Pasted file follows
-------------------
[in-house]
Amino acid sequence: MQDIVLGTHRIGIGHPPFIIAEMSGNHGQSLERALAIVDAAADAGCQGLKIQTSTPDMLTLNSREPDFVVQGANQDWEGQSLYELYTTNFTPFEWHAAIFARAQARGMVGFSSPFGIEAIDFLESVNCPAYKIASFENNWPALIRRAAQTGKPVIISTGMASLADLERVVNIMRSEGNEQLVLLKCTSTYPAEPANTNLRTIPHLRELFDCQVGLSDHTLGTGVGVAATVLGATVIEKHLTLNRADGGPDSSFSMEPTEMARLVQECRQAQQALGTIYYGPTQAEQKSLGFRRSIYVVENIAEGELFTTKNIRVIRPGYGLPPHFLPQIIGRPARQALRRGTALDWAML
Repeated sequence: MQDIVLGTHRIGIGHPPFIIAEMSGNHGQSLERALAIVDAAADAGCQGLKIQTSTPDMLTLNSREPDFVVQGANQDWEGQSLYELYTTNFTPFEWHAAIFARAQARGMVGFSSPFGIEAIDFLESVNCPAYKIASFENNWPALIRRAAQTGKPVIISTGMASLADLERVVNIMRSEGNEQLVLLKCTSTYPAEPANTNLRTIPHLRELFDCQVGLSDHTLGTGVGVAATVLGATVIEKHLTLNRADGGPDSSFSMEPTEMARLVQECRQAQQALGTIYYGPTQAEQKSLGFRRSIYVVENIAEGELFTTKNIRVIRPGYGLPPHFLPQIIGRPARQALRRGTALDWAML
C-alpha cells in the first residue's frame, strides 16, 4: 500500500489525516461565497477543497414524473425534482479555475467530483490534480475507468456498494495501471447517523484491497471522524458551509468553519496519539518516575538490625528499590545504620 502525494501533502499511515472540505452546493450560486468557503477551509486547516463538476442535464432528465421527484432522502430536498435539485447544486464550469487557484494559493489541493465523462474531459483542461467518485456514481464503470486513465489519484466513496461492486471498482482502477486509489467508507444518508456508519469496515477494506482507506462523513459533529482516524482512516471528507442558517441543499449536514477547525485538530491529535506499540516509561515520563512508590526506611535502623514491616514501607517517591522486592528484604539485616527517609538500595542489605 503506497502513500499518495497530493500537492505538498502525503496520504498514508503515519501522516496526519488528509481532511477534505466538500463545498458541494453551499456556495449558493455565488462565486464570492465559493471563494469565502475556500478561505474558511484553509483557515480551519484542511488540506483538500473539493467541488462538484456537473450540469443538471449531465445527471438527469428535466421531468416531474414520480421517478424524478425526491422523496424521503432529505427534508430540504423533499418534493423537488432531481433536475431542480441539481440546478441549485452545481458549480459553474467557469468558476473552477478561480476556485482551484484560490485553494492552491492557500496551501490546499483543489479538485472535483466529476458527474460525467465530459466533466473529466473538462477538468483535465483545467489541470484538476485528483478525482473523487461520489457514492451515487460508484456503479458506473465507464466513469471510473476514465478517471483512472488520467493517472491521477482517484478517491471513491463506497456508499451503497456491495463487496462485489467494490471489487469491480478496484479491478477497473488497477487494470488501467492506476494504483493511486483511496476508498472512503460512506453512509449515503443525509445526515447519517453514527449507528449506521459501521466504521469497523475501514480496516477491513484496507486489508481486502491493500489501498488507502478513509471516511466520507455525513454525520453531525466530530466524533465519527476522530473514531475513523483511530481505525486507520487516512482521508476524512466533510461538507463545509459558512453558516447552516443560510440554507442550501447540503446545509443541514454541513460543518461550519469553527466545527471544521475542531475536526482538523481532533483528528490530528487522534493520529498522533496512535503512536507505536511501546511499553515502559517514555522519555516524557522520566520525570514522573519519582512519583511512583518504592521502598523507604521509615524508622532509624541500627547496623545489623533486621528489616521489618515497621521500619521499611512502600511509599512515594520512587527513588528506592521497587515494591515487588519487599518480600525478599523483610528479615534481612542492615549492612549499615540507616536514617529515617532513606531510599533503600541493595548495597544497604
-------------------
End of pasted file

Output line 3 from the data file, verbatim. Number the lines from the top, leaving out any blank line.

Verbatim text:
Repeated sequence: MQDIVLGTHRIGIGHPPFIIAEMSGNHGQSLERALAIVDAAADAGCQGLKIQTSTPDMLTLNSREPDFVVQGANQDWEGQSLYELYTTNFTPFEWHAAIFARAQARGMVGFSSPFGIEAIDFLESVNCPAYKIASFENNWPALIRRAAQTGKPVIISTGMASLADLERVVNIMRSEGNEQLVLLKCTSTYPAEPANTNLRTIPHLRELFDCQVGLSDHTLGTGVGVAATVLGATVIEKHLTLNRADGGPDSSFSMEPTEMARLVQECRQAQQALGTIYYGPTQAEQKSLGFRRSIYVVENIAEGELFTTKNIRVIRPGYGLPPHFLPQIIGRPARQALRRGTALDWAML